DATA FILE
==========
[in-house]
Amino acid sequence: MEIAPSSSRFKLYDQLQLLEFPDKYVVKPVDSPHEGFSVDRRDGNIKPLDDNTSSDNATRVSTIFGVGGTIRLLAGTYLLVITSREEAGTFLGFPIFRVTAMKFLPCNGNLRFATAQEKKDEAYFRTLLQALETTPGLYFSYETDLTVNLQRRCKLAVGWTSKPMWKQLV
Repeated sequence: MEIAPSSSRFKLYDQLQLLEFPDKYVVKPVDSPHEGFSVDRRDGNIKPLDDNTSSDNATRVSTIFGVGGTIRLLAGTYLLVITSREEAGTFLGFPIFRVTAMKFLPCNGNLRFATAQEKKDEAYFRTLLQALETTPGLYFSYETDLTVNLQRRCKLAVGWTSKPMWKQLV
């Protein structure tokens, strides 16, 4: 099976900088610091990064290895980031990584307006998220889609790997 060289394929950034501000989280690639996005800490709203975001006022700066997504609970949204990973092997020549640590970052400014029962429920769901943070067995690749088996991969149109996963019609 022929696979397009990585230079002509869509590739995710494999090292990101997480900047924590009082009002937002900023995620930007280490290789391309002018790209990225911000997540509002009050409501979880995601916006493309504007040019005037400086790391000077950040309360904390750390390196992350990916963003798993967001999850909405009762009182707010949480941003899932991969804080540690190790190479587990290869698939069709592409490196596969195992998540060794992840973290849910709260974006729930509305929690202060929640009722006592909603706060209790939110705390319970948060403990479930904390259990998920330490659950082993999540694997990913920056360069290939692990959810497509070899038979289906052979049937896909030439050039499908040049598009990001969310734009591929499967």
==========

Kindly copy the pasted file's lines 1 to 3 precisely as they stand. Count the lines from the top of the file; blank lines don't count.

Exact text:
[in-house]
Amino acid sequence: MEIAPSSSRFKLYDQLQLLEFPDKYVVKPVDSPHEGFSVDRRDGNIKPLDDNTSSDNATRVSTIFGVGGTIRLLAGTYLLVITSREEAGTFLGFPIFRVTAMKFLPCNGNLRFATAQEKKDEAYFRTLLQALETTPGLYFSYETDLTVNLQRRCKLAVGWTSKPMWKQLV
Repeated sequence: MEIAPSSSRFKLYDQLQLLEFPDKYVVKPVDSPHEGFSVDRRDGNIKPLDDNTSSDNATRVSTIFGVGGTIRLLAGTYLLVITSREEAGTFLGFPIFRVTAMKFLPCNGNLRFATAQEKKDEAYFRTLLQALETTPGLYFSYETDLTVNLQRRCKLAVGWTSKPMWKQLV